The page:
Any thoughts or help appreciated. I've already taken down the placements and aces from 1920-56 and it would be great if we could just include them in our list with the contemporary matches we've been counting/researching.

Moose Malloy
01-19-2008, 02:09 PM
I just got that NY Times book in the mail yesterday, you had mentioned it a while back & I just got around to ordering it on amazon this week. Great articles, I wish they did one including the 80s as well.

as far as placements, I read the article they had on the '77 W Final. In it they mentioned that Connors had a 'backhand volley placement' at 4-4 in the fifth. I popped the dvd of that match in & that volley placement they described was a clean winner.

But as you said who knows what the definition of placement was by then.

krosero
01-19-2008, 06:16 PM
I just got that NY Times book in the mail yesterday, you had mentioned it a while back & I just got around to ordering it on amazon this week. Great articles, I wish they did one including the 80s as well.

as far as placements, I read the article they had on the '77 W Final. In it they mentioned that Connors had a 'backhand volley placement' at 4-4 in the fifth. I popped the dvd of that match in & that volley placement they described was a clean winner.

But as you said who knows what the definition of placement was by then.I also ran a search for "placement" in the online archive, and there's not much to go on. An article from the 20s mentions Cochet "shooting arrowy placements to the baseline and keeping Hunter constantly on the run with an intermixture of unexpected trap-shots."

That sounds like it might be referring simply to accurate shots, not winners.

I think that maybe "placement" is one of those words that can have a common-use meaning (an accurate shot, a great shot), and a statistical meaning (a clean winner).

Some stat boxes in the 80s mention "placement winners", and in that case I'm more confident that we're looking at winners.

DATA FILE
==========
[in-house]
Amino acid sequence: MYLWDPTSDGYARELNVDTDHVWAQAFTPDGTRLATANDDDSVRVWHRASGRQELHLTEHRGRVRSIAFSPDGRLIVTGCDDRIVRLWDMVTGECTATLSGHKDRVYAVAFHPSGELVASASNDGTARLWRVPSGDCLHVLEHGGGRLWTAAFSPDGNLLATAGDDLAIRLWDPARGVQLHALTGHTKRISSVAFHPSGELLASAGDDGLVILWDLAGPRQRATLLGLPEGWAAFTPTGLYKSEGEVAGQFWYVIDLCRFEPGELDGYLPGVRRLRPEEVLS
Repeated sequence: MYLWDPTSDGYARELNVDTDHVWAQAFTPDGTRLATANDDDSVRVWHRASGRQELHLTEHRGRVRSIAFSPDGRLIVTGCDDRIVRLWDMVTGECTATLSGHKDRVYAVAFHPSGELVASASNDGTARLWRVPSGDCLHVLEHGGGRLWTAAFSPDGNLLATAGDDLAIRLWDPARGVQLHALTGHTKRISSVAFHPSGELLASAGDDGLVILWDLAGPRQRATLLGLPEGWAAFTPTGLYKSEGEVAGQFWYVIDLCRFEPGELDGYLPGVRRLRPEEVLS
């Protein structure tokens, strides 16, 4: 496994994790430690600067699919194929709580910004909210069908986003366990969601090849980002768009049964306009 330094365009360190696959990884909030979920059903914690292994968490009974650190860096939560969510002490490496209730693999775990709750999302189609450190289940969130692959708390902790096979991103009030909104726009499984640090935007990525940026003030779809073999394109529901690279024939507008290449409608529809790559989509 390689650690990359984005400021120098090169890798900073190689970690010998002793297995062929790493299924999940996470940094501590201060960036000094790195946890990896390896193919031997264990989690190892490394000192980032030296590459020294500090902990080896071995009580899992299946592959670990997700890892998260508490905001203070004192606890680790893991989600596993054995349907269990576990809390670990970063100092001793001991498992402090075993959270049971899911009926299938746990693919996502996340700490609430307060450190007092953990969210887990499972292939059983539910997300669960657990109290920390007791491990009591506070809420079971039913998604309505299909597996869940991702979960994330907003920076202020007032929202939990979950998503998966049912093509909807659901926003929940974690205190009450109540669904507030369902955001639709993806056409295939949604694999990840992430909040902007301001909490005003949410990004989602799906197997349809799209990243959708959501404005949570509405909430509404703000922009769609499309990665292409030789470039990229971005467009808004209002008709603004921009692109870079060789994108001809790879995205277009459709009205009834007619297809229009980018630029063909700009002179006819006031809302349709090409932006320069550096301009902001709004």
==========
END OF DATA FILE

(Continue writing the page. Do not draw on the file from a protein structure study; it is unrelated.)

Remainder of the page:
For now I'm going to set aside all these matches for which full stats on placements and winners are already available, and I'm putting together the list of all the matches in which we've counted winners ourselves.

There are 47 matches altogether, if we include the Edberg-Mecir match where you completed NBC's count from the middle of the fifth set.

I'd like to include that match in the list and put it on this board within a few days, but I wonder, can you go back to the point of the NBC display and tell me if either player had a service ace before the end of the match?

(One of my lists will be winners + aces).

And let me know if you've got any more stats that are ready to go.

krosero
01-19-2008, 06:19 PM
I popped the dvd of that match in & that volley placement they described was a clean winner.Yes, and one of the announcers in the Laver-Rosewall match, when Laver hits a clean overhead winner, calls it a placement.

I'd love to know who this announcer was. In the Laver-Roche match that you did, he says that his association with tennis went back to 1924. And he certainly has his facts and figures at the ready, kind of like Bud Collins.

Moose Malloy
01-22-2008, 03:51 PM
I'd like to include that match in the list and put it on this board within a few days, but I wonder, can you go back to the point of the NBC display and tell me if either player had a service ace before the end of the match?


Service ace or service winner? Because when NBC flashed that graphic, I don't think they mentioned aces in their breakdowns of the winner counts of the players, only FH, BH, Serve, & Net.

I will check, if I'm right, I can check for service winners(using your definition in the other thread)

can't believe you have 47 matches worth of stats.

krosero
01-22-2008, 04:14 PM
Service ace or service winner? Because when NBC flashed that graphic, I don't think they mentioned aces in their breakdowns of the winner counts of the players, only FH, BH, Serve, & Net.

I will check, if I'm right, I can check for service winners(using your definition in the other thread)Hmm, that would be a problem if they don't distinguish. Come to think of it, the next day in the women's final they didn't distinguish. Well, if you can get both that would be fine. We know the number of non-service winners so the match will go in that list. If we can't separate aces from service winners, the total number of winners is still a useful stat.